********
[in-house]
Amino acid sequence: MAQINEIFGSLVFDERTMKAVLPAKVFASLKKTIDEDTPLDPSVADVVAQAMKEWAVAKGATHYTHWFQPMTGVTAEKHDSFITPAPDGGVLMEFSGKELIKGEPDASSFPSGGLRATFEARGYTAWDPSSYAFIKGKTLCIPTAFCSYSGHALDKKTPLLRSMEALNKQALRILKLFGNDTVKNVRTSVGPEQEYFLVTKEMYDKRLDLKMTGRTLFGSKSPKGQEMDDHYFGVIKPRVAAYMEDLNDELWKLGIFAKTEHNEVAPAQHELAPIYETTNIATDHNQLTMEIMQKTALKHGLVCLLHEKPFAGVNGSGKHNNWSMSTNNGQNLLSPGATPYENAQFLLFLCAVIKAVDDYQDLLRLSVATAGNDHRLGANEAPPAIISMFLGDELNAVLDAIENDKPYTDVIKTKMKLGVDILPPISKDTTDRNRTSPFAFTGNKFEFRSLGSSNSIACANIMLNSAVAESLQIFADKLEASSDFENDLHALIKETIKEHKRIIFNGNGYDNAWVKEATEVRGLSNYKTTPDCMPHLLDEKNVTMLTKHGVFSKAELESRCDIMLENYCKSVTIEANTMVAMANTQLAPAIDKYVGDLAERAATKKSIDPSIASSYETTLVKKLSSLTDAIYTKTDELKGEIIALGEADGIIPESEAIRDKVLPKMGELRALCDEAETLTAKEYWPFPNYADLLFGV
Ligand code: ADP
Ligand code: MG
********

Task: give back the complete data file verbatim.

[in-house]
Amino acid sequence: MAQINEIFGSLVFDERTMKAVLPAKVFASLKKTIDEDTPLDPSVADVVAQAMKEWAVAKGATHYTHWFQPMTGVTAEKHDSFITPAPDGGVLMEFSGKELIKGEPDASSFPSGGLRATFEARGYTAWDPSSYAFIKGKTLCIPTAFCSYSGHALDKKTPLLRSMEALNKQALRILKLFGNDTVKNVRTSVGPEQEYFLVTKEMYDKRLDLKMTGRTLFGSKSPKGQEMDDHYFGVIKPRVAAYMEDLNDELWKLGIFAKTEHNEVAPAQHELAPIYETTNIATDHNQLTMEIMQKTALKHGLVCLLHEKPFAGVNGSGKHNNWSMSTNNGQNLLSPGATPYENAQFLLFLCAVIKAVDDYQDLLRLSVATAGNDHRLGANEAPPAIISMFLGDELNAVLDAIENDKPYTDVIKTKMKLGVDILPPISKDTTDRNRTSPFAFTGNKFEFRSLGSSNSIACANIMLNSAVAESLQIFADKLEASSDFENDLHALIKETIKEHKRIIFNGNGYDNAWVKEATEVRGLSNYKTTPDCMPHLLDEKNVTMLTKHGVFSKAELESRCDIMLENYCKSVTIEANTMVAMANTQLAPAIDKYVGDLAERAATKKSIDPSIASSYETTLVKKLSSLTDAIYTKTDELKGEIIALGEADGIIPESEAIRDKVLPKMGELRALCDEAETLTAKEYWPFPNYADLLFGV
Ligand code: ADP
Ligand code: MG